So you want to be successful in club management? You want to be a well-respected leader in the hospitality sector? You’re looking for a way to elevate yourself from “average and predictable” to “indulgent and exceptional?” I suggest focusing on what so few of your peers are: finding ways to differentiate yourself in whatever it is you are doing.
There’s a reason Baskin Robbins aggressively marketed “31 flavors” in the 70’s. Vanilla is fine on occasion, but variety is the spice of life. When search committees are busy wading through a stream of conservative conformity, the odd proactive opportunist stands out like a salted caramel chocolate sundae, laced with truffle oil sautéed espresso beans, topped with hand whipped heavy sweet cream, next to a scoop of strawberry in a cup! Now I’m not professing you ditch the pressed white shirt and standard red, blue, or yellow tie for one of those euro sport suits with a skinny tie over a pastel shirt and white socks. I am however suggesting you start communicating “old school” when it comes time to thank your suitors for taking the time to get to know you.
You got it. No generic text or email, “Thanks for having me and I really think I’m your solution,” that you send immediately as you confuse the value of speed over substance. Do you really want someone leading your organization that is more focused on pace than product?
Try putting the same thoughtful and sincere approach into your thank you letters as you do your cover letters. Yes, I mean a real proper thank you in an individually addressed envelope for each of the search committee members placed into an overnight envelope with your actual signature (in blue ink by the way) sent to the club immediately. Imagine the reaction the committee members will have when the receptionist notifies them that an overnight envelope arrived from one of the candidates for them. Instant differentiation!
Now you’re probably thinking this could be a great deal of extra effort. A unique letter for each committee member? You bet! If there are six committee members, personalize each to a certain degree so if (and they will) they compare notes it doesn’t look like you took the easy way out and mass produced them. They will see the care you put into the letters, and that translates directly into the passion you have for their club and ultimately being their candidate of choice.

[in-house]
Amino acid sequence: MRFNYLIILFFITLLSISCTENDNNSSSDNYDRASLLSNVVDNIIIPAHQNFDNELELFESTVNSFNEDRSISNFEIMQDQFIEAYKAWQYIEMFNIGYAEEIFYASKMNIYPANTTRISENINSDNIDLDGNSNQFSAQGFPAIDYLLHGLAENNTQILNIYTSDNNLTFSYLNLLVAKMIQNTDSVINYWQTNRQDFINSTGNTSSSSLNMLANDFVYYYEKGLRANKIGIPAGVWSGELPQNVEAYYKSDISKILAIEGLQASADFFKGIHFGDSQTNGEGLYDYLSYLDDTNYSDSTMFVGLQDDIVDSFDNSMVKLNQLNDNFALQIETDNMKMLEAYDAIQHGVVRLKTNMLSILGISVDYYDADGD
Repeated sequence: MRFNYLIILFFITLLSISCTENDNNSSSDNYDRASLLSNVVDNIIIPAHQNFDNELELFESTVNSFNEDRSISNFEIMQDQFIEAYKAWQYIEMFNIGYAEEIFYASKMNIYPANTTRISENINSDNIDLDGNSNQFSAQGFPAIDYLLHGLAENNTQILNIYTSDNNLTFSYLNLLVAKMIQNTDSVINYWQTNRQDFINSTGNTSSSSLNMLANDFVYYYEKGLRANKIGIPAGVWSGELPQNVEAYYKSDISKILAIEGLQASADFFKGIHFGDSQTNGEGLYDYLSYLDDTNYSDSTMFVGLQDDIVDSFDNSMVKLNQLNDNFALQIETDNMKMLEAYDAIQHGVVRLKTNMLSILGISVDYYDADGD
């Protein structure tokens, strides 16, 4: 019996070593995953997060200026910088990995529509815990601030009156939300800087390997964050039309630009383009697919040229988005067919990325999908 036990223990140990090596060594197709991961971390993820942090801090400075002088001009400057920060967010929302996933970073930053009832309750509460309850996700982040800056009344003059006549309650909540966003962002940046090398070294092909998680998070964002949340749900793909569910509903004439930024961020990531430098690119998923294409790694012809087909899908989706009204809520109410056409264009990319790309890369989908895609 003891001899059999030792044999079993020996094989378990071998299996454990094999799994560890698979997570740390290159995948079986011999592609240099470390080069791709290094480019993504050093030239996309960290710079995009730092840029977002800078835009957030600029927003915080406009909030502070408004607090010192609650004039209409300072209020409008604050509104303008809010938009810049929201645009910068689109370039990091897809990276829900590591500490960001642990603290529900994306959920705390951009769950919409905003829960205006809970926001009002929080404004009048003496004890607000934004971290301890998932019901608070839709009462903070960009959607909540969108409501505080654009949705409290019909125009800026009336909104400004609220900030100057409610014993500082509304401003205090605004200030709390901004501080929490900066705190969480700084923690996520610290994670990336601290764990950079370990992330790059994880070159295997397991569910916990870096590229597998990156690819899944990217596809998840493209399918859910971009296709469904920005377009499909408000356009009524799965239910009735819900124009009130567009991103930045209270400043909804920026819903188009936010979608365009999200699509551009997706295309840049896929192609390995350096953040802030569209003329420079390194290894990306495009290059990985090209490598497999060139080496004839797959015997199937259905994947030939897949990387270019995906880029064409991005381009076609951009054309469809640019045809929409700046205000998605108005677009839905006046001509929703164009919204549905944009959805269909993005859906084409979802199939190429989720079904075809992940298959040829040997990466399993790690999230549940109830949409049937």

Many of you are thinking, “Will a great thank you letter really get me the gig?” The answer is no. If you are not the most qualified or the best fit, a letter won’t totally alter an outcome. But many times in this business we operate on thin margins, and the separation between candidates is minimal. In that case, those letters will absolutely tip the scales. The key is to outthink and outperform the competition to differentiate yourself from them in the eyes of the decision makers. At the very least it will make club leaders think twice about your candidacy, and it will be you on their minds, not your competition.
Believe it or not, many never acknowledge the interview with any form of thank you. Some may send an e-mail to the club President or committee Chair. Occasionally, one may actually send a scanned letter to the committee, but rarely does anyone do what I prescribed above. I guess it all comes down to how badly you want it, and if you truly are different than the others.
My parents always said that life is simple and a little “please” and “thank you” goes a long way in this world. Maybe you should heed their advice and start differentiating yourself before you become the simple cup of ice cream next to that super-fresh sundae!
Greg DeRosa is a Search Executive at Kopplin & Kuebler, LLC, The Most Trusted Names in Private Club Executive Placement (www.kkandw.com).